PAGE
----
Norwich Commencement

Civilian and military graduates file into the Shapiro Fieldhouse as commencement begins at Norwich University on Saturday.

NORTHFIELD — Graduates of tradition-rich Norwich University did their school’s 200-year-old “I will try” motto one better on Saturday.

They didn’t just try, they triumphed.

On a day when they heard from their proud president, a best-selling author, and a “dead man” talking, the latest batch of graduates from the nation’s oldest private military college won what for most was a four-year battle and were promptly declared ready for war.

Judging by their jubilant faces as they strode across the stage in Jacob Shapiro Field House – most in dress blue uniforms, but many in traditional caps and gowns – Saturday’s victory was oh so sweet.

Any doubt about that was erased when a mix of military caps and mortar boards came raining down like confetti after the last of three celebratory volleys from the cannon just outside.

Typically there are only two – one to honor parents, family and friends who helped the graduates along the way and another to honor the graduates themselves.

With Norwich celebrating its bicentennial this year, President Richard Schneider happily broke with tradition and green-lighted a third in memory of Capt. Alden Partridge.

Partridge founded Norwich in the town after which it is named in 1819 and died years before the 1866 fire that prompted its move to Northfield. He was mentioned several times by Schneider and author Alex Kershaw during a ceremony that saw him put in a surprise appearance courtesy of actor, filmmaker and Waterbury dairy farmer George Woodard.

Sporting dress blue uniform and a countrified accent Woodard marveled at the evolution of the military college Partridge started 200 years ago and applauded its continuing quest to “become a more perfect university.”

Perfect will always be a reach, but Schneider who opened the ceremony in festive fashion, told graduates a Norwich diploma was something to be proud of.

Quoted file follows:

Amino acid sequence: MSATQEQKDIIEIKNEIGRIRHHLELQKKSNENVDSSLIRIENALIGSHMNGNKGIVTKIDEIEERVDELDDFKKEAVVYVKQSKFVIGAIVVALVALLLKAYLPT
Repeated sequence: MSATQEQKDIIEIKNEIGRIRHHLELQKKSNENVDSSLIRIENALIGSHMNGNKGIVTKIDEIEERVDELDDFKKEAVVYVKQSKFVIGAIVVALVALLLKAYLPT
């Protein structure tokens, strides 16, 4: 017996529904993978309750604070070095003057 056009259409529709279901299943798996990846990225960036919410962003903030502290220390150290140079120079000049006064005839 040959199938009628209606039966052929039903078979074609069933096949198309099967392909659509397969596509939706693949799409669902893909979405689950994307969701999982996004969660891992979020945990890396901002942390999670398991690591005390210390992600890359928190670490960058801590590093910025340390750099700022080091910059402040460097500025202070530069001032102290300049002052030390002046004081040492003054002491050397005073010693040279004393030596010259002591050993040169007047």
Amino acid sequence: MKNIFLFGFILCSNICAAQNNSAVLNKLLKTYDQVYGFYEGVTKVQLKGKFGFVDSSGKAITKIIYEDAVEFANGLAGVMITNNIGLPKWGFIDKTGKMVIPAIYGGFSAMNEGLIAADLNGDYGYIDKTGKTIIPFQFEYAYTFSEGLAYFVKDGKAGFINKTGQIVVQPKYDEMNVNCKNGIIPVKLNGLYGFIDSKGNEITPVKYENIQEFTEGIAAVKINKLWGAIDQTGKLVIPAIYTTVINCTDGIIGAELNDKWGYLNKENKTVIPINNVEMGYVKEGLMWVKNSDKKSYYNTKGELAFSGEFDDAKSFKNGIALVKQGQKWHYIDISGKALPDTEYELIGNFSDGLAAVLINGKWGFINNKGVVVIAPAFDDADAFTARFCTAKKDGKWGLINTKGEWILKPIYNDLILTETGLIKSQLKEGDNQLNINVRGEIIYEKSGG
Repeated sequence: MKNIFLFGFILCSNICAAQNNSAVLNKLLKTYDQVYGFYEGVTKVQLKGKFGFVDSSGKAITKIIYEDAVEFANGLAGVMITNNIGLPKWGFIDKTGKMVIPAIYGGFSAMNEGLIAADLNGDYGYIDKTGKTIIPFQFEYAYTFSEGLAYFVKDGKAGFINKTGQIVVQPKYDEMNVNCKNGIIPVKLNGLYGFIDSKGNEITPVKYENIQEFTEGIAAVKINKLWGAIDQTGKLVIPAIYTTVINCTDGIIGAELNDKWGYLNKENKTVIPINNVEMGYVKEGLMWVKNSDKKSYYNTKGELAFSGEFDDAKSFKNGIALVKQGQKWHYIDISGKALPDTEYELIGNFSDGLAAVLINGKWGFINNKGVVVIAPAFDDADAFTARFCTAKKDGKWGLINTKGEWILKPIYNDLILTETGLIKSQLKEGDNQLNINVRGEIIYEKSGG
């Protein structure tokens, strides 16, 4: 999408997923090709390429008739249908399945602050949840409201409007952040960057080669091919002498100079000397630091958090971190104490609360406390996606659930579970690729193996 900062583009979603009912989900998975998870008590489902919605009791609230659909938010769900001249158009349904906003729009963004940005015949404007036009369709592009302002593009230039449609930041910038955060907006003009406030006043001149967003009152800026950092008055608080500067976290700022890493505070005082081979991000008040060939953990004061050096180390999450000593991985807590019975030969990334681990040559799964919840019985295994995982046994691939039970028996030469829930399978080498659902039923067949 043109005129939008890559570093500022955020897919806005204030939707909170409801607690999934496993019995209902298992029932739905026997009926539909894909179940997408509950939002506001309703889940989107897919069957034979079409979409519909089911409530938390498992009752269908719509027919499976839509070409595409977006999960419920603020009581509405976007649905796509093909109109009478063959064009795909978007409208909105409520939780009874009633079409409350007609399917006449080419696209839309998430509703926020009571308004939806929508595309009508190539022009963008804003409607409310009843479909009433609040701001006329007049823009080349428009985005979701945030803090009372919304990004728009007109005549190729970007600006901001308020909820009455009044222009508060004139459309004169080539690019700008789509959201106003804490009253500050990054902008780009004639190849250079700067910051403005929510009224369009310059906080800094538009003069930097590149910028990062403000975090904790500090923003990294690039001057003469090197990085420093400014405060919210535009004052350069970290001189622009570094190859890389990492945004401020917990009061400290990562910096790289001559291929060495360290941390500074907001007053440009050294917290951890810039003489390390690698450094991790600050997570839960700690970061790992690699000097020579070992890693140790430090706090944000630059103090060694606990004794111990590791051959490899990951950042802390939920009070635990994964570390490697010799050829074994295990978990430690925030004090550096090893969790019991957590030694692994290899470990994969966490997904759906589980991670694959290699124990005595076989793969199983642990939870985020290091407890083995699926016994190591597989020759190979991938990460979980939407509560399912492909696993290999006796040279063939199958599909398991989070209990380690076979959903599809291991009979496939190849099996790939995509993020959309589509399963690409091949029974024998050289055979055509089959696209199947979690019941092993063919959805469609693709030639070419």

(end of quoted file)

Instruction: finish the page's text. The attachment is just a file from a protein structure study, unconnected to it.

“Norwich University is and has always been committed to preparing young people who can lead, follow, innovate, persevere and succeed with empathy, integrity and grit,” he said. “We can get stuff done.”

Schneider told 444 graduates – 159 civilian students and 285 members of the school’s storied Corps of Cadets – they had all been “tried” and “tested” Norwich-style and were ready from whatever comes next.

“You are prepared to lead and you are prepared to leave,” he said, describing the Class of 2019 as the latest success story in a “200-year legacy of transforming lives.”

Schneider credited Partridge for founding an institution with an impressive track record for educating leaders.

That special essence of Norwich that shapes us all, making the difference between the ordinary and the extraordinary individual, is the secret sauce and your life ahead will be forever enriched because of it,” he said, before turning the podium over to Kershaw.

Kershaw, whose best-know works include New York Times best-sellers “The Bedford Boys,” “The Longest Winter” and “Avenue of Spies,” recently wrote “Citizens & Soldiers: The First 200 Years of Norwich University.

Kershaw told graduates there is something special about Norwich and they were all evidence of that.

“You here … are the latest in a long line of citizens and soldiers, extraordinary soldiers, extraordinary fighters and dedicated public servants.”

Kershaw a World War II historian and British native, recounted the heroism of 1944 Norwich graduate Private Richard Austin, who ““jumped into the darkness above Normandy, one of the legendary Screaming Eagles,” to help liberate Europe. He also lauded Norwich’s many firsts, including the first eight women who became members of the Corps of Cadets in 1974.

Despite all the changes, Kershaw marveled at the durability of Norwich’s mission.

“The purpose of this place is exactly the same as it was 200 years ago when the first cadets marched in their first parade,” he said. “Norwich will always try to produce the most effective, the most patriotic and the most ethical of citizens and soldiers.”

Kershaw said Norwich had been a successful “launching pad” past classes and the “rigorous … disciplined and moral education” it provides would serve graduates well in the future. However, he said, they must do more than try.

“Day by day what you choose, what you think, what you do is who you become … Who you will be,” he said. “Your integrity is your destiny. It is the light that will guide your way.”

Only two students spoke during the ceremony – both shortly before Schneider borrowed a line from 1856 Norwich graduate Admiral George Dewey and instructed the cadets manning the cannon to “fire when ready.”

Carissa DeKalb was one of them.

Addressing civilian students, DeKalb instructed them to move their tassels from left to right and offered some parting advice.

“Be true to yourself, follow your passions and stick with ‘I will try,’” she said. “Norwich Forever!”

Morgan Woods, regimental commander of the Corps of Cadets, instructed the school’s military students to turn their rings in keeping with Norwich tradition.

“I wish you all the best in your future endeavors,” she said. “Stay the course. Norwich forever!”


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